unanswered questions by counselor

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  • #77141
    sgrant83811
    Participant

    Hello All,

    I am hoping someone could help me. I had my first intake session back in August 2021 I received an action plan for items that were already loaded to my file. Those items were re-uploaded and my follow up appointment isn’t until January 2022. My counselor initially told me to take my MRF that I already have saved and pay off my car loan completely but once I inquired how much of an impact this would make I received no response. Recently I received an email from NACA stating that I have a new counselor and I reached out to my new counselor inquiring about using my MRF to pay off the car loan but no response either. So, I decided to follow up with my new counselor with some additional questions such as
    1. If I use my MRF to pay off my car loan how much of an impact would that make if any?
    2. When determining how much house I can afford do they factor in base rent or rent with utilities?
    3.If I pay beyond the minimum credit card and car loan payment can the overage count towards my payment shock?

    My new counselor responded stating,”I am not able to discuss the details of your file at the moment but I am replying out of courtesy.” She also mentioned that for PSS that is detailed in the qualification workbook.

    So if anyone has any insight I would greatly appreciate it.
    Thank You in advance

    #77142
    Nelsont
    Member

    1. To answer your question it won’t have much of an impact. Paying down debt is always suggested and usually preferred as long as you don’t miss your other bills as a result. Basically you will need to write a letter of explanation for the large transaction, highlight it on your bank statement and provide a copy of the loan payoff letter you receive about a month afterward. You would then need to re-save your mrf before you qualify but, really the only reason I can think of this would be suggested is because your DTI is too high and paying off your car loan will increase your home affordability.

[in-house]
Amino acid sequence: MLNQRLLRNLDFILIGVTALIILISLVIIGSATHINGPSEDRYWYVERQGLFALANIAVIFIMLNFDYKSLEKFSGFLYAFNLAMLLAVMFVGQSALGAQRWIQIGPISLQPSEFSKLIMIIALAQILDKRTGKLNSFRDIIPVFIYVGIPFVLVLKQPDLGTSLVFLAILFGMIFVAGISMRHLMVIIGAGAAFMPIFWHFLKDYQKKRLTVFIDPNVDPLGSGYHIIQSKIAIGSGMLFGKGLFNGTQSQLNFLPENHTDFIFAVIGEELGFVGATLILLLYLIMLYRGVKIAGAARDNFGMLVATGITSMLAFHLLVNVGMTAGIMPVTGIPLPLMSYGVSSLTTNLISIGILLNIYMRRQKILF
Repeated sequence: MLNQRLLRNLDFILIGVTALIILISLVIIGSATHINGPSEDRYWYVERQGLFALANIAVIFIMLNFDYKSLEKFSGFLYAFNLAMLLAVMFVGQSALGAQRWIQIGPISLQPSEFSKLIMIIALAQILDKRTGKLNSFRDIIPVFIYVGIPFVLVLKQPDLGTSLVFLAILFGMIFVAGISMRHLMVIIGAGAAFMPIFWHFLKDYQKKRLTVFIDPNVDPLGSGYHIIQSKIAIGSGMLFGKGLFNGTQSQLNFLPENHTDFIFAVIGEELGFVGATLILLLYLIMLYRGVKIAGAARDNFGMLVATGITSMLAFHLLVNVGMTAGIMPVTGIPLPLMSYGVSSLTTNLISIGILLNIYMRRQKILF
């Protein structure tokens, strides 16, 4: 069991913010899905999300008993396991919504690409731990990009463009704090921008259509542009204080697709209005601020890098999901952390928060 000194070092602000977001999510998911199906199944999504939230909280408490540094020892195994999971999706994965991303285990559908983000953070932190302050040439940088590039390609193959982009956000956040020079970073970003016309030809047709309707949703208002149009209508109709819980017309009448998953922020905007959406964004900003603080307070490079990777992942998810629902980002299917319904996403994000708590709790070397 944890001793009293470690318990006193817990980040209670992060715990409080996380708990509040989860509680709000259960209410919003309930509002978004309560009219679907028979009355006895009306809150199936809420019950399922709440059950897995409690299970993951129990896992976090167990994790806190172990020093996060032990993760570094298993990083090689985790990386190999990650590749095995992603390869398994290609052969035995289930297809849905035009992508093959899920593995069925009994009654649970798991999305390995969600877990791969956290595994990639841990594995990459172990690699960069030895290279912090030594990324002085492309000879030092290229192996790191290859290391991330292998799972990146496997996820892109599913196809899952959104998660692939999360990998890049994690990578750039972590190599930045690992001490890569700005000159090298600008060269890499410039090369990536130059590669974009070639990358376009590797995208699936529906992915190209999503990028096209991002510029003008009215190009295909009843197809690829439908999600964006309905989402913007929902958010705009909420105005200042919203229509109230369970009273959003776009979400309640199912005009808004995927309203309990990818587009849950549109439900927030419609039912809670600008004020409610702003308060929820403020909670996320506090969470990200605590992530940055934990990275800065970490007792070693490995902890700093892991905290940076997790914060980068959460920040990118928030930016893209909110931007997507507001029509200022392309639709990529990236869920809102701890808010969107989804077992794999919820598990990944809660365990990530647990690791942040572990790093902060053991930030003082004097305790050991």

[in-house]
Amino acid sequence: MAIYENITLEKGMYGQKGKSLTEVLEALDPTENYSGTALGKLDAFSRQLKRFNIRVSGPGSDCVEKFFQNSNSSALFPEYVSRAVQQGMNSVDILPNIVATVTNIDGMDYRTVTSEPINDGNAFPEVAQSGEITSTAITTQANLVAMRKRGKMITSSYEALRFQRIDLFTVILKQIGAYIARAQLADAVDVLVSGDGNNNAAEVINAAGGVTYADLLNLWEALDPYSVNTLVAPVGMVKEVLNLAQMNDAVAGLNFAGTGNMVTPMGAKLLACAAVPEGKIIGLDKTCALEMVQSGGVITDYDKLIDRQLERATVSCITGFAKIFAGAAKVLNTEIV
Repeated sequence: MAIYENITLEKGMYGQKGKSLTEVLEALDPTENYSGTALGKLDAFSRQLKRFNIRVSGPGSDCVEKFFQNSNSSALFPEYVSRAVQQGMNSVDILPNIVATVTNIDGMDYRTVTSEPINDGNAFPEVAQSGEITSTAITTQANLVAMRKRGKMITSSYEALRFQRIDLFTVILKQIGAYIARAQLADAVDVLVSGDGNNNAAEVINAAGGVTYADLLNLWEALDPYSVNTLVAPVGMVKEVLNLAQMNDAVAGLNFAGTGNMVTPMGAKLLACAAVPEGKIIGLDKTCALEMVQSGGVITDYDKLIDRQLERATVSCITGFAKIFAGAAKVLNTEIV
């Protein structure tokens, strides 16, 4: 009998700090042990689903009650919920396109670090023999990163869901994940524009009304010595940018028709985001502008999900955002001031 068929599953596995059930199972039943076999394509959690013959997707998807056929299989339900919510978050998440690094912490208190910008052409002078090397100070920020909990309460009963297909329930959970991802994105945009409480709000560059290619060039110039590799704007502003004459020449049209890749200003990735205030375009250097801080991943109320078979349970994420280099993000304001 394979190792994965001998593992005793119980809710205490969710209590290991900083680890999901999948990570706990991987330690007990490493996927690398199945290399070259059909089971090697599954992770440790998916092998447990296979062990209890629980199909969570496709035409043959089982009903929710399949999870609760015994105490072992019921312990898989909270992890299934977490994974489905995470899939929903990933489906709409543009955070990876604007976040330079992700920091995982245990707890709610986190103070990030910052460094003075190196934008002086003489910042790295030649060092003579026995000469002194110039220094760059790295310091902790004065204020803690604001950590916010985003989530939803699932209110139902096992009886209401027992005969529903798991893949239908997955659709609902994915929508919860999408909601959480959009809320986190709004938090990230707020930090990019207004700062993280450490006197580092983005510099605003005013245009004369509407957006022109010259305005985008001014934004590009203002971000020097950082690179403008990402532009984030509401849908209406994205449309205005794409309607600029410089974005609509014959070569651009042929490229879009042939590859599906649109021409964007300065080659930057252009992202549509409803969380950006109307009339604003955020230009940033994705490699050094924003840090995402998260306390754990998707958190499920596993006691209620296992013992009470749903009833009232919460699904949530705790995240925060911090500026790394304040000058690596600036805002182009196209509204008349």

2. Really neither. 31% of your gross base income (without overtime or personal bonuses) is the monthly payment for the house you can afford. Your maximum debt allowed is 9%. For every % above 9 your maximum affordability is lowered an equal amount. Home payment plus car loans student loans credit cards etc cannot exceed 40%. Your current rent only comes into play under 2 circumstances: payment shock, and if you use your current rent as a goal for your mortgage payment.

    3. Yes. As long as you write letters of explanation and show the statements. However, this is assuming paying down debt prohibits you from meeting payment shock. If you are able to meet payment shock and pay debt then do it.

    #77148
    Kristijay
    Participant

    @sgrant83811
    2. They will use your base for rent as a starting point to determine your affordability. Provided you have paid on time rent for the past 2 years, you will qualify for a house payment equal to your base rent. If you are looking to purchase a home with a payment that is higher than your current rent, they will use your base rent to calculate payment shock. Utilities will not be included in that number. Hope that helps.

    #77150
    sgrant83811
    Participant

    @Nelsont Thank you for your response you truly provided some much needed clarity I will begin to write my LOE’s and gather bank statements.


    @Kristijay
    Thank you as well for your response and clearing the base rent up. Now I feel more confident going into my next intake session.

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